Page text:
With Tokyo and Kyoto and most of southern Japan's major cities past their best viewing period, the cherry blossom season is now underway in parts of the northerly Tohoku Region and higher elevation areas like the Mt. Fuji area and Nara's Mt. Yoshino.
In the cities of Fukushima and Sendai, recent cold weather (including snow in some places over the last few days) has slowed the progress of the cherry blossoms slightly, possibly extending these areas' best viewing periods by a few days. Pending strong winds or rain, we expect the blossoms to remain attractive in these cities through most of next week.
After finding Fukushima's Hanamiyama Park on Wednesday at full bloom, today I headed to Sendai to check on the state of the blossoms there. I'm happy to report, despite the scattered patches of snow on the ground, the blossoms were at or nearing full bloom around several of the city's best viewing spots.
My first stop today was to Tsutsujigaoka Park, a pleasant city park and very popular blossom viewing and picnicing spot for Sendai residents, located in central Sendai just one stop away from Sendai Station on the JR Senseki Line (or an easy 15-20 minute walk). Tsutsujigaoka boasts a variety of tree types, including both the mainstream Somei Yoshino variety as well as a large number of weeping shidarezakura, creating a beautiful multicolored canopy at full bloom.
Today the white Somei Yoshino cherry trees here were very nearly at full bloom while the purple-pink shidarezakura were only just beginning to open. I expect the Somei Yoshino should remain attractive well into next week (as long as the weather stays mild) while the shidarezakura may provide some nice viewing even a bit beyond that.
My next stop today was to Mikamine Park, located a few kilometers south of Sendai's city center. The small hilltop park is a pleasant and out-of-the-way space tucked into a residential neighborhood, and boasts a large number of beautiful old cherry trees.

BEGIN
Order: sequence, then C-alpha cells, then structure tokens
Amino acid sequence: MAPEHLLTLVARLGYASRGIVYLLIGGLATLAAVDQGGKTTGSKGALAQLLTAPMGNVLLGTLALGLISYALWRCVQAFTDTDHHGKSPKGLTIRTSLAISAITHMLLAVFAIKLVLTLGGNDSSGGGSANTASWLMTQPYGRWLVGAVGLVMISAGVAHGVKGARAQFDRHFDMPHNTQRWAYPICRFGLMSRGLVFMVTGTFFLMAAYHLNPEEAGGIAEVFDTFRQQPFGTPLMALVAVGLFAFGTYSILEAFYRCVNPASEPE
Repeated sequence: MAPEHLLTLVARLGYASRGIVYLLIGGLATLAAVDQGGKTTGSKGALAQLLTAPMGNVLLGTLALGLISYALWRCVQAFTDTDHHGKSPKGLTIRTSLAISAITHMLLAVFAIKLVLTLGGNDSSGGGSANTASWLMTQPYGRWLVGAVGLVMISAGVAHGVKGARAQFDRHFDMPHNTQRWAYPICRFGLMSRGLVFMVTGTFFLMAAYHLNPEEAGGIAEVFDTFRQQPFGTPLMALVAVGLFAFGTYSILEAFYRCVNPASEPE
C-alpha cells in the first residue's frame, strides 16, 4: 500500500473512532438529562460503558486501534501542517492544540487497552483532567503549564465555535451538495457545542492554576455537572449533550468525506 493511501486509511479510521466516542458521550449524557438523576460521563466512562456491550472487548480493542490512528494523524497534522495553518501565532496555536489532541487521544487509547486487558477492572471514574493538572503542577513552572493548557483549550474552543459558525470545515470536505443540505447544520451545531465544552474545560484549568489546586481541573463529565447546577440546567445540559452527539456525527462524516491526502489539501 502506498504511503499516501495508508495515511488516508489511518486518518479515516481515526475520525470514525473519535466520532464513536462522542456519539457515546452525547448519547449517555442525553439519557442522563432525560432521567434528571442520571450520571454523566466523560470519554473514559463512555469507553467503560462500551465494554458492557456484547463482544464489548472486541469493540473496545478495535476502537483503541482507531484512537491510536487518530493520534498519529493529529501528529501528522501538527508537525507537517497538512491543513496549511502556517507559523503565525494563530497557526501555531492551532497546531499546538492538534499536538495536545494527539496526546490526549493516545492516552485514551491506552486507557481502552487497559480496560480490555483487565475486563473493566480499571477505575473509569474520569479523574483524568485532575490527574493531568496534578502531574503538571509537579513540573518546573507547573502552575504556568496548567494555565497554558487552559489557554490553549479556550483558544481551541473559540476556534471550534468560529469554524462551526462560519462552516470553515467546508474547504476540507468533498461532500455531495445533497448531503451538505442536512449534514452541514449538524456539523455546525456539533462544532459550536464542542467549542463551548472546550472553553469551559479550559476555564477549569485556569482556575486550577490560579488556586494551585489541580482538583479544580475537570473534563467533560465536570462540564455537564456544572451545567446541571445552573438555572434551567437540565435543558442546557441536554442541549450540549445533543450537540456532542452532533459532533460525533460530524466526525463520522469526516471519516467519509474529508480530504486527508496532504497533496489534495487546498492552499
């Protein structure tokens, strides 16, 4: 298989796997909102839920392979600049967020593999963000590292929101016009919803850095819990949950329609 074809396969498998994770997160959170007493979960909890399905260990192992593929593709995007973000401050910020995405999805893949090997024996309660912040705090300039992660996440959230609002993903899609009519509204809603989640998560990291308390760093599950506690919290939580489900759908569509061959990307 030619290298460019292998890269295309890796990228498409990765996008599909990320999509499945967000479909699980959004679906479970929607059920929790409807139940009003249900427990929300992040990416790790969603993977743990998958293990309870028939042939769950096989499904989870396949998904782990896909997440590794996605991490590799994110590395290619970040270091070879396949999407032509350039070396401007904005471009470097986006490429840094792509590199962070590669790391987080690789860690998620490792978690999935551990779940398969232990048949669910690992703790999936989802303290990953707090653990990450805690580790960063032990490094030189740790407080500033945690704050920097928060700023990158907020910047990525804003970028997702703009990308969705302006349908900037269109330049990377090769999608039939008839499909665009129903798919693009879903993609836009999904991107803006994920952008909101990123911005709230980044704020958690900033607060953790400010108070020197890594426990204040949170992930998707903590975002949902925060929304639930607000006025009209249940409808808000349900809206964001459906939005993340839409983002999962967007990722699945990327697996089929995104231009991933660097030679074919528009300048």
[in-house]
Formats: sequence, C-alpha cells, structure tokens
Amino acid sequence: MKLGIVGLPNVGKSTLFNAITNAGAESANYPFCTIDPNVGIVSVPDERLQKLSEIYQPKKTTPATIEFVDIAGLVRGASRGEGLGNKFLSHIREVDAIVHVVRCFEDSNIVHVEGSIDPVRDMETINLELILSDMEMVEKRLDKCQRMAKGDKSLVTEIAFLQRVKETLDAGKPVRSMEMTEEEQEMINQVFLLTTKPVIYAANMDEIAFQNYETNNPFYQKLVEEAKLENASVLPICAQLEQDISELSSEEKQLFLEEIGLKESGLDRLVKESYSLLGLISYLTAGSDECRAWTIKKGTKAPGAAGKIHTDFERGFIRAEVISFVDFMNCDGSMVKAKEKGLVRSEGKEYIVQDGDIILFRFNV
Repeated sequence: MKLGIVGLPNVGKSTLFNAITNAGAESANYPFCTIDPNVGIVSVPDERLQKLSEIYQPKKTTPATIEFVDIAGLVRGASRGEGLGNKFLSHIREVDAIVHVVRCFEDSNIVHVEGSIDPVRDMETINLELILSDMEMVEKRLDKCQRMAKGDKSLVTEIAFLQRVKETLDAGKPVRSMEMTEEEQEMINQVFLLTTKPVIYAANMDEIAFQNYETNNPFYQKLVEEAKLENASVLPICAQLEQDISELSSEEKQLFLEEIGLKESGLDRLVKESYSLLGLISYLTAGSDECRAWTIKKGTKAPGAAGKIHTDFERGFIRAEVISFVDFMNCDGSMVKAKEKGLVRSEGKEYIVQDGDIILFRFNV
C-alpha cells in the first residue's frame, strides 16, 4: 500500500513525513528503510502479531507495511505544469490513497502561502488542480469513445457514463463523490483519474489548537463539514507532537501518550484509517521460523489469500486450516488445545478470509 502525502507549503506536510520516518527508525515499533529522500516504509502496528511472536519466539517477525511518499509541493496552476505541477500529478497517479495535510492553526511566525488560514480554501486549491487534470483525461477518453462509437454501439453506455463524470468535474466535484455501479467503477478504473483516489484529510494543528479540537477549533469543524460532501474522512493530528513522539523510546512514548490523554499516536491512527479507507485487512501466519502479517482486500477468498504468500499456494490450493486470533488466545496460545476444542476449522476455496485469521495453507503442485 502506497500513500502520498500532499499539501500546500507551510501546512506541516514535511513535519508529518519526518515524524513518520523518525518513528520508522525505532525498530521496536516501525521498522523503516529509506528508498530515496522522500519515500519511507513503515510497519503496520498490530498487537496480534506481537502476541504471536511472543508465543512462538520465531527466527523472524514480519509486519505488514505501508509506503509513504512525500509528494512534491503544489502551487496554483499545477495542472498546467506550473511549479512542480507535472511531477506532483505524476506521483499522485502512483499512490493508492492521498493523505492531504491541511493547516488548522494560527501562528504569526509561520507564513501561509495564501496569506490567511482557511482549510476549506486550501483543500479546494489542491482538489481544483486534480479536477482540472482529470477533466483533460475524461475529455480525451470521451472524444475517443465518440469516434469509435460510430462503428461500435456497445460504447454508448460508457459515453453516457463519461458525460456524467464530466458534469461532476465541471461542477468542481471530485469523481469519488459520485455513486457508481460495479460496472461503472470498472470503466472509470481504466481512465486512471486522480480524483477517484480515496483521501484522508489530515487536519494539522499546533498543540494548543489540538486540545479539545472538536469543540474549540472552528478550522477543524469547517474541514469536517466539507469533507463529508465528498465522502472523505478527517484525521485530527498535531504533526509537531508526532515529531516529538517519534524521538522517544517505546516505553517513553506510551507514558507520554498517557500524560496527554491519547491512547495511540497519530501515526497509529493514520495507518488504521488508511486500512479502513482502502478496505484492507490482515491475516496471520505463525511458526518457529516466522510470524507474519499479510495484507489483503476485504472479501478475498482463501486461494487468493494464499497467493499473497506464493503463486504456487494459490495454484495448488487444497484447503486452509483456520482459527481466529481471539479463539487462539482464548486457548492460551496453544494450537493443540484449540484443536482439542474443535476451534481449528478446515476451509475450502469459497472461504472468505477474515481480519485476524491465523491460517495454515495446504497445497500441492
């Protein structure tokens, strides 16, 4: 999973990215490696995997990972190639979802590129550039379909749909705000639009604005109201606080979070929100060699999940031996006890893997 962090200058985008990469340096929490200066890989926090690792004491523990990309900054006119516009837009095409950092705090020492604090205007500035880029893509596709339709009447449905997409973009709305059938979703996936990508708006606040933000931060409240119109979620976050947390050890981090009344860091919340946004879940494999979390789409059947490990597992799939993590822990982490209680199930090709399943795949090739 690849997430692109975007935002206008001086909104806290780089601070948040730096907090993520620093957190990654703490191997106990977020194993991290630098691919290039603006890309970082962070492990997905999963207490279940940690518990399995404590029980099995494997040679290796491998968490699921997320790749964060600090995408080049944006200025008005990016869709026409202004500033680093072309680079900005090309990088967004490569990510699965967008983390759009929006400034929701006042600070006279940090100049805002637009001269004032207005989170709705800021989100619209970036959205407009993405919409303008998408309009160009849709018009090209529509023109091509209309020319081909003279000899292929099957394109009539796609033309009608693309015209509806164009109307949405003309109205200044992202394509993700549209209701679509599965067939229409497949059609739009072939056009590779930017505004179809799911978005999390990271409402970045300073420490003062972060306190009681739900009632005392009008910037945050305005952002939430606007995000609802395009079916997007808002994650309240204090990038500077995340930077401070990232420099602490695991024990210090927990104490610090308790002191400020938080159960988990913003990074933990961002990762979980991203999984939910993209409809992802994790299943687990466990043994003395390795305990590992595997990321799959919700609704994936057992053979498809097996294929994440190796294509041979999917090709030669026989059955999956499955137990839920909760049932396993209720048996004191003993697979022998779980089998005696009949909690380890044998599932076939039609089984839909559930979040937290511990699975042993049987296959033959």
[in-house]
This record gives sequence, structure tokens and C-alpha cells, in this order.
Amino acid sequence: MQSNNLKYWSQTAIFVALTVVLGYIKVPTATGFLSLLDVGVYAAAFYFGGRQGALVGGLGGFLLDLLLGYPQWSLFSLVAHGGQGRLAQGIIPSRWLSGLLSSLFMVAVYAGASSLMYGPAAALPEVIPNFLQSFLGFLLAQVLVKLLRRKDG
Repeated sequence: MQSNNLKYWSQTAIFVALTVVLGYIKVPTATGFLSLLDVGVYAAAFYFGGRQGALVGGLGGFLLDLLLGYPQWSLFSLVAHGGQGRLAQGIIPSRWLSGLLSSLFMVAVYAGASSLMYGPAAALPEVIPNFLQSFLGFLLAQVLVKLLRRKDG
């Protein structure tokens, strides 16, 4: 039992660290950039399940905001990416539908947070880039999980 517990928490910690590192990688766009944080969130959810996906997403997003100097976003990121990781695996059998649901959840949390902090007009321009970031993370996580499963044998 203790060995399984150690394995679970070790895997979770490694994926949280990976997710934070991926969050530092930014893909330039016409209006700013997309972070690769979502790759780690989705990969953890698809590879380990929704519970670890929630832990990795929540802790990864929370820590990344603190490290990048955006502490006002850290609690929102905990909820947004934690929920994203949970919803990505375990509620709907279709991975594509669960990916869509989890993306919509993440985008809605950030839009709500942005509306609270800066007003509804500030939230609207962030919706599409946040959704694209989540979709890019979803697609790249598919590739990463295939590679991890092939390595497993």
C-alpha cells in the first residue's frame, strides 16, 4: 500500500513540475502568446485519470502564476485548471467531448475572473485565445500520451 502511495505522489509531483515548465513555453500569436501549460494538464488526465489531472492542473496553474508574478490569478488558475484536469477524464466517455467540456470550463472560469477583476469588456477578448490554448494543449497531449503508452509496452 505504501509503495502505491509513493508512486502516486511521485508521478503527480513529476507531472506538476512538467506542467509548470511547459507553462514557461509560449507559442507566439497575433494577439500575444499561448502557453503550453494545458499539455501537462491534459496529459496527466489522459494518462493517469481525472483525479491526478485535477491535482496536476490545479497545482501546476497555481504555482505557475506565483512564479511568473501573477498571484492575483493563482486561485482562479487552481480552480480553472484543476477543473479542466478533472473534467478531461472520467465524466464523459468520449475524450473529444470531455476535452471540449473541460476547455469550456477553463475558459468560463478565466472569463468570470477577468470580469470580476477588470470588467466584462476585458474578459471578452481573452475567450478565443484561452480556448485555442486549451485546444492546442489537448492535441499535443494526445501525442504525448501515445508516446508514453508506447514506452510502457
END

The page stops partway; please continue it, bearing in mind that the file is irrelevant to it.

Today, I found the Somei Yoshino cherry trees very near full bloom (maybe a couple days shy), but were still quite pretty today nonetheless. The other later-blooming sakura here, though, were still early in their opening process and will be nicer to view next week. The park as a whole though, should be quite nice through the weekend and into next week if the weather remains mild.
The only downside to this great little park is perhaps the access. The walk from the nearest train station, Nagamachi Minami Subway Station, to Mikamine Park is about 30 minutes, and city buses don't go directly to the park (and don't offer stop signage in English). For those without a car looking for the simplest and fastest route, a taxi from Nagamachi Minami Subway Station might be the way to go.
My last stop today was actually outside of Sendai City itself, to the beautiful Shiroishi Riverside. Located just 35 minutes south of Sendai on local trains, this eight-kilometer-long stretch along the Shiroishi River is home to nearly 1200 cherry trees (almost all of the same Somei Yoshino variety) which bloom simultaneously in mid-April.
I'm happy to report the blossoms all along the riverside have just reached full bloom (slightly ahead of Sendai proper's) and were looking stunning today. This weekend will be a perfect time to catch the blossoms at their best, though Sunday's weather might not be as pleasant as Saturday's. If the weather stays calm, the blossoms should be at their best viewing state through much of next week.
I took a train from Sendai to Funaoka Station on the north end of the riverside and took a leisurely hour and a half to the more bustling Ogawara Station area to take in all the blossoms. The entire path has beautiful views and endless space for hanami picnicking.
In some areas, the blossoms will also be lit up at night while still in bloom from 18:30 to 21:00.